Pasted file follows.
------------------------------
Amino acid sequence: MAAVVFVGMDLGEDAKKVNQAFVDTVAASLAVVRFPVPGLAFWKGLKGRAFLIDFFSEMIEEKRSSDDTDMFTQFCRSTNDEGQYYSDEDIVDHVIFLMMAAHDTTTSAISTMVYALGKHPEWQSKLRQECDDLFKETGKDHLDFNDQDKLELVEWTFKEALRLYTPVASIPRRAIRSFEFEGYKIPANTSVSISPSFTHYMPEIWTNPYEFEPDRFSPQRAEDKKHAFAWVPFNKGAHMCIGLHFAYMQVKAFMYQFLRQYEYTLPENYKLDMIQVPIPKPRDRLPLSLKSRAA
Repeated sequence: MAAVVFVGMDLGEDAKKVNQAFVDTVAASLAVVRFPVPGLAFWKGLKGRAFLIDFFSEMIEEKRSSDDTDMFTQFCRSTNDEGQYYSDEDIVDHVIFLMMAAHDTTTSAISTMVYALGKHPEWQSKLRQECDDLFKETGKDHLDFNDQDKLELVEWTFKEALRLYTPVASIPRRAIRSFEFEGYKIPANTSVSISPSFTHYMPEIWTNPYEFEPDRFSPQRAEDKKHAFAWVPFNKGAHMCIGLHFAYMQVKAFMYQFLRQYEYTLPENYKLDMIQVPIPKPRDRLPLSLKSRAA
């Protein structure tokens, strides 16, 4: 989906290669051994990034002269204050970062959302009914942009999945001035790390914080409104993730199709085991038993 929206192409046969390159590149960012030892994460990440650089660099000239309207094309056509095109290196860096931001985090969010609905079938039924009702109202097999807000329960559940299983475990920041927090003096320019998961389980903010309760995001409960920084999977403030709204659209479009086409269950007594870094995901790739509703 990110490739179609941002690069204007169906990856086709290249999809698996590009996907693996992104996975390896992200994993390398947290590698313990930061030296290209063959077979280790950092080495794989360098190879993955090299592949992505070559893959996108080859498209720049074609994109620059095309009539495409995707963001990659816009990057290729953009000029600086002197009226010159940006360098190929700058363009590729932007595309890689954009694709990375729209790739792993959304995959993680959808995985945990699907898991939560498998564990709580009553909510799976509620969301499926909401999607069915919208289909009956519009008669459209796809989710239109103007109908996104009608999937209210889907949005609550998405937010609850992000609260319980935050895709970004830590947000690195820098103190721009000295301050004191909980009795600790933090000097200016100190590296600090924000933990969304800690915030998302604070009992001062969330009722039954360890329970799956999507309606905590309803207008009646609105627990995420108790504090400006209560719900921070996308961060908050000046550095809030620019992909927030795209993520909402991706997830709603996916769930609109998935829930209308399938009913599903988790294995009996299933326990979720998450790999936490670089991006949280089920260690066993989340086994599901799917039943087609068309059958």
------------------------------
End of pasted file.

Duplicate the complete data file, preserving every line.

Amino acid sequence: MAAVVFVGMDLGEDAKKVNQAFVDTVAASLAVVRFPVPGLAFWKGLKGRAFLIDFFSEMIEEKRSSDDTDMFTQFCRSTNDEGQYYSDEDIVDHVIFLMMAAHDTTTSAISTMVYALGKHPEWQSKLRQECDDLFKETGKDHLDFNDQDKLELVEWTFKEALRLYTPVASIPRRAIRSFEFEGYKIPANTSVSISPSFTHYMPEIWTNPYEFEPDRFSPQRAEDKKHAFAWVPFNKGAHMCIGLHFAYMQVKAFMYQFLRQYEYTLPENYKLDMIQVPIPKPRDRLPLSLKSRAA
Repeated sequence: MAAVVFVGMDLGEDAKKVNQAFVDTVAASLAVVRFPVPGLAFWKGLKGRAFLIDFFSEMIEEKRSSDDTDMFTQFCRSTNDEGQYYSDEDIVDHVIFLMMAAHDTTTSAISTMVYALGKHPEWQSKLRQECDDLFKETGKDHLDFNDQDKLELVEWTFKEALRLYTPVASIPRRAIRSFEFEGYKIPANTSVSISPSFTHYMPEIWTNPYEFEPDRFSPQRAEDKKHAFAWVPFNKGAHMCIGLHFAYMQVKAFMYQFLRQYEYTLPENYKLDMIQVPIPKPRDRLPLSLKSRAA
């Protein structure tokens, strides 16, 4: 989906290669051994990034002269204050970062959302009914942009999945001035790390914080409104993730199709085991038993 929206192409046969390159590149960012030892994460990440650089660099000239309207094309056509095109290196860096931001985090969010609905079938039924009702109202097999807000329960559940299983475990920041927090003096320019998961389980903010309760995001409960920084999977403030709204659209479009086409269950007594870094995901790739509703 990110490739179609941002690069204007169906990856086709290249999809698996590009996907693996992104996975390896992200994993390398947290590698313990930061030296290209063959077979280790950092080495794989360098190879993955090299592949992505070559893959996108080859498209720049074609994109620059095309009539495409995707963001990659816009990057290729953009000029600086002197009226010159940006360098190929700058363009590729932007595309890689954009694709990375729209790739792993959304995959993680959808995985945990699907898991939560498998564990709580009553909510799976509620969301499926909401999607069915919208289909009956519009008669459209796809989710239109103007109908996104009608999937209210889907949005609550998405937010609850992000609260319980935050895709970004830590947000690195820098103190721009000295301050004191909980009795600790933090000097200016100190590296600090924000933990969304800690915030998302604070009992001062969330009722039954360890329970799956999507309606905590309803207008009646609105627990995420108790504090400006209560719900921070996308961060908050000046550095809030620019992909927030795209993520909402991706997830709603996916769930609109998935829930209308399938009913599903988790294995009996299933326990979720998450790999936490670089991006949280089920260690066993989340086994599901799917039943087609068309059958």